SELECT … FOR UPDATE

The SELECT … FOR UPDATE construct reads the given records in InnoDB, and locks the rows that are read from the index the query used, not only the rows that it returns. Given how write set replication works, the row locks of SELECT … FOR UPDATE are not replicated.

Putting it together

Let’s create a test table.

CREATE TABLE `t` ( `id` int(11) NOT NULL AUTO_INCREMENT, `ts` timestamp NOT NULL DEFAULT CURRENT_TIMESTAMP ON UPDATE CURRENT_TIMESTAMP, PRIMARY KEY (`id`) ) ENGINE=InnoDB DEFAULT CHARSET=latin1

And some records we can lock.

pxc1> insert into t values(); Query OK, 1 row affected (0.01 sec) pxc1> insert into t values(); Query OK, 1 row affected (0.01 sec) pxc1> insert into t values(); Query OK, 1 row affected (0.01 sec) pxc1> insert into t values(); Query OK, 1 row affected (0.00 sec) pxc1> insert into t values(); Query OK, 1 row affected (0.01 sec)

pxc1> select * from t; +----+---------------------+ | id | ts | +----+---------------------+ | 1 | 2014-06-26 21:37:01 | | 4 | 2014-06-26 21:37:02 | | 7 | 2014-06-26 21:37:02 | | 10 | 2014-06-26 21:37:03 | | 13 | 2014-06-26 21:37:03 | +----+---------------------+ 5 rows in set (0.00 sec)

On the first node, lock the record.

pxc1> start transaction; Query OK, 0 rows affected (0.00 sec) pxc1> select * from t where id=1 for update; +----+---------------------+ | id | ts | +----+---------------------+ | 1 | 2014-06-26 21:37:01 | +----+---------------------+ 1 row in set (0.00 sec)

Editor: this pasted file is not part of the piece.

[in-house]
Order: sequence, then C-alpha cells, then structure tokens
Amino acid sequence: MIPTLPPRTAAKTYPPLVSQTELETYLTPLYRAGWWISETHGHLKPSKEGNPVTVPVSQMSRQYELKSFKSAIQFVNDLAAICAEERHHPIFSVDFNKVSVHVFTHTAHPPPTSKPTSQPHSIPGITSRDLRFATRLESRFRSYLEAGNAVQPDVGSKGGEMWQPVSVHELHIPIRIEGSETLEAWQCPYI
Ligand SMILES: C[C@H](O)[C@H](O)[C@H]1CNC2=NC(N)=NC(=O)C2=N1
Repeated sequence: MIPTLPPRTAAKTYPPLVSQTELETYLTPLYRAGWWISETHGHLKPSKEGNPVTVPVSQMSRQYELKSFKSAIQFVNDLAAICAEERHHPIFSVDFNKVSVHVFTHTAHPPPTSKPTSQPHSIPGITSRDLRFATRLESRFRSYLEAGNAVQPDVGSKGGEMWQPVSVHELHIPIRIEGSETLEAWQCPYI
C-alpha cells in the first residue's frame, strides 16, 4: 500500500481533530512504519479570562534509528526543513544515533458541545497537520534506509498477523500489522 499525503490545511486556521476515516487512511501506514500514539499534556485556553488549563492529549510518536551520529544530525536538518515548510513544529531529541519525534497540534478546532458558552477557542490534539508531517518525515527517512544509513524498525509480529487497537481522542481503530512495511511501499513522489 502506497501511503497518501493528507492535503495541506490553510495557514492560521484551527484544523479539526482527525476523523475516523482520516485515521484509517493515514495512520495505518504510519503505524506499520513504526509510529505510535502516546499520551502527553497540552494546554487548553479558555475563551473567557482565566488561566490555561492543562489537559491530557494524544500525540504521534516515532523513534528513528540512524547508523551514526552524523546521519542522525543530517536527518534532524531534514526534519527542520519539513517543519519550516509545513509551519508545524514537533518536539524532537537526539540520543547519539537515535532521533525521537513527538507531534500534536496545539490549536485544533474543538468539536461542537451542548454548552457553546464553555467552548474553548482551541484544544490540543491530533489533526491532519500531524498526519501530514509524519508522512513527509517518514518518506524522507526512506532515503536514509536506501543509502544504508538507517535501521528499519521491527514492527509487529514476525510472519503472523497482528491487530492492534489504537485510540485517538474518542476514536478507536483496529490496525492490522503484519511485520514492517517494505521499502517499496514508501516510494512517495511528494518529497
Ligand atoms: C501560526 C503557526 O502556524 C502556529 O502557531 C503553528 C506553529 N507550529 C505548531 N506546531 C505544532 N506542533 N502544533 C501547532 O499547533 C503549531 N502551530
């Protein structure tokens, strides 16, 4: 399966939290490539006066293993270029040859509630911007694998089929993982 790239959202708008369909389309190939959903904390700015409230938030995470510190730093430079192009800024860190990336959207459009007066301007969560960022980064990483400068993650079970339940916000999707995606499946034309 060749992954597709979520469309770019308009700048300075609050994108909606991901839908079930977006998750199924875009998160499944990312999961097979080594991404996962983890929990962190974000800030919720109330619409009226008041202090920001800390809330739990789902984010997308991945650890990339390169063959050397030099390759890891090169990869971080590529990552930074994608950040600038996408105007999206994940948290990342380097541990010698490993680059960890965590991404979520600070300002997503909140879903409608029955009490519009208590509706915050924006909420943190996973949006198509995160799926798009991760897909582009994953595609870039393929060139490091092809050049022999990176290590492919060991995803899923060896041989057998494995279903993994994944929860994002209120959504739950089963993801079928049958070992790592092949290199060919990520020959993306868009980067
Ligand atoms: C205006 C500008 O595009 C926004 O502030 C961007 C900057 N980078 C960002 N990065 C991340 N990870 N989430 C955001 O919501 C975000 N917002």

On the second, update it with an autocommit transaction.

pxc2> update t set ts=now() where id=1; Query OK, 1 row affected (0.01 sec) Rows matched: 1 Changed: 1 Warnings: 0 pxc1> select * from t; ERROR 1213 (40001): Deadlock found when trying to get lock; try restarting transaction

Let’s examine what happened here. The local record lock held by the started transation on pxc1 didn’t play any part in replication or certification (replication happens at commit time, there was no commit there yet). Once the node received the write set from pxc2, that write set had a conflict with a transaction still in-flight locally. In this case, our transaction on pxc1 has to be rolled back. This is a type of conflict as well, but here the conflict is not caught on certification time. This is called a brute force abort. This happens when a transaction done by a slave thread conflict with a transaction that’s in-flight on the node. In this case the first commit wins (which is the already replicated one) and the original transaction is aborted. Jay Janssen discusses multi-node writing conflicts in detail in this post.